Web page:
This is the home page for Kdrill: the free kanji quiz and Japanese dictionary for unix and X window systems. (java version here)
KDrill stands for "Kanji Drill". It's a program to help people learn kanji and kana (the Japanese charater set). It also doubles as a dictionary lookup program.
Supported platforms: Kdrill runs under pretty much any current UNIX ... including MacOS X. kdrill can also compile and run under Cygwin on MS-windows, but only if you also run the X server with it.
NewsFlash I recently acquired a MacOS 10.7 machine myself, and so
have compiled some macos binaries myself!
If you are interested in trying out kdrill for learning Chinese kanji, try this alternative configuration. It wont have all the features, but it will give you a very basic way to drill on Chinese<->English kanji meanings
KDrill is now up to
If you think you might be interested in kdrill and the Japanese written language, Please take the tour!
Got a rough feel for kdrill? Then give it a try.
A download link is further down this page.
An Installation Guide is available, if you
are new at downloading and compiling X software.
Once you get past that hurdle, there are some beginner's tips on things you might like to try in kdrill, once you have it working. I've tried to highlight all of kdrill's features in a useful way there.
- For Solaris 8 or later, there is an opencsw.org binary package of kdrill for sparc and x86. Installing it is as easy as "pkg-get install kdrill"
- Similarly, for Debian linux, just use "apt-get install kdrill", although it might be a minor version behind, sometimes.
- For FreeBSD, you probably want to use the "ja-kdrill" 'port'
MacOS XSorry, I dont understand macos .pkg stuff, so here's just a tar file: kdrill6.5-macos10.7.tar
Save it to /tmp, then install with:
cd /; sudo tar xvf /tmp/kdrill6.5-macos10.7.tar
The binary will be /opt/local/bin/kdrill. If you wish to add on the edict dictionary, it should be installed under /opt/local/lib
For the curious, to build it, I grabbed "imake" from macports.org. However, I had to do some hand-tweaking to the resulting Makefile, since I wanted to build against the native MacOS /usr/X11, rather than the ports provided /opt/local/ libX11 stuff. This appeared to work.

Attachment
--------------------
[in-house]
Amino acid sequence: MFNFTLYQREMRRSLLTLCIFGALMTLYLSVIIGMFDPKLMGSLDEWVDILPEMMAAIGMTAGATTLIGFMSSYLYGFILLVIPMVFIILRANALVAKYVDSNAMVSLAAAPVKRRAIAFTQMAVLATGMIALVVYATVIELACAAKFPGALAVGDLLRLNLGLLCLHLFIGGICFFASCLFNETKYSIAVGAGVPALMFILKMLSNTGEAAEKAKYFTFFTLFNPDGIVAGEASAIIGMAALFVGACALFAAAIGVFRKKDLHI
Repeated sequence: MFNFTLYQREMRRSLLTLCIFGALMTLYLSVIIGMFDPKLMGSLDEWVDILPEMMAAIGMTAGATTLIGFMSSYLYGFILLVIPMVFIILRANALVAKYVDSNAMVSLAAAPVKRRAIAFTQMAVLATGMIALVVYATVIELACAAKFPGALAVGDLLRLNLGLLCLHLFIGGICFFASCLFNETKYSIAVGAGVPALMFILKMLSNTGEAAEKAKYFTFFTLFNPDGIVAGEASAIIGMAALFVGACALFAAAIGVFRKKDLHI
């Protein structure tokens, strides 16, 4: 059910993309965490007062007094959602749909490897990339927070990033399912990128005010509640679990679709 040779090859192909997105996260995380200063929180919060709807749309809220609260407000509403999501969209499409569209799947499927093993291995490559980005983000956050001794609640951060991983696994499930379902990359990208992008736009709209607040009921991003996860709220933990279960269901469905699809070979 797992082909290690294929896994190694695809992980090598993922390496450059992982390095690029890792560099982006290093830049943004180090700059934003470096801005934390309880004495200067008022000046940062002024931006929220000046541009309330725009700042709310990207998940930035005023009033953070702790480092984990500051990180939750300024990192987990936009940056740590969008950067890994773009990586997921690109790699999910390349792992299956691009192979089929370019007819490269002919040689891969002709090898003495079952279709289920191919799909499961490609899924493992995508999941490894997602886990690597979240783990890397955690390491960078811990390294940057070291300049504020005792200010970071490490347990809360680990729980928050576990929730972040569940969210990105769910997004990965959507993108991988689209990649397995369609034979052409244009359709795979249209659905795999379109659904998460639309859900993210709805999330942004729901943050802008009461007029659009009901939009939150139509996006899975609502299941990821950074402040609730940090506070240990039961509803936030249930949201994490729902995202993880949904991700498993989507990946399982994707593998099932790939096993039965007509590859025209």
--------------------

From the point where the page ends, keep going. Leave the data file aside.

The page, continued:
(MacOS, old PowerPC)Someone provided me with old macos X powerPC binaries. Here they are:
> kdrill6.2 (bzipped tar file, with PowerPC binaries)
For these older binaries, I'm told that around 2003, the best way to use drill, and X in general, on MacOS X, is via X on X, a sourceforge project to bring "normal" xfree86 to macOS. However, the provided binary should also work under Xdarwin, etc.
General tipIf you have trouble downloading via HTTP, then the official ftp site for kdrill is ftp://ftp.bolthole.com/kdrill. An older version is also kept at http://ftp.x.org/contrib/games/kdrill, but it is usually rather busy. Plus, that version tends to not get updated often. There are other interesting programs there, though, so you may want to sniff around anyway.
If you need to learn kana, some kana 'dictionaries' are included in the kdrill release. If you don't know what kana are, but are interested in learning Japanese... use the minidictionaries first!. [eg: hiraplus.edic] It will give you mini-dictionaries to help you learn the Japanese "alphabet". The "makedic" directory will also let you make your own specialized dictionaries. But generally, that isn't neccessary, due to "usefiles" in kdrill. You can limit it to only using specific parts of the dictionary, instead of chopping up the actual file.
( You should try to learn hiragana as soon as possible. Not knowing hiragana will greatly reduce your learning possibilities)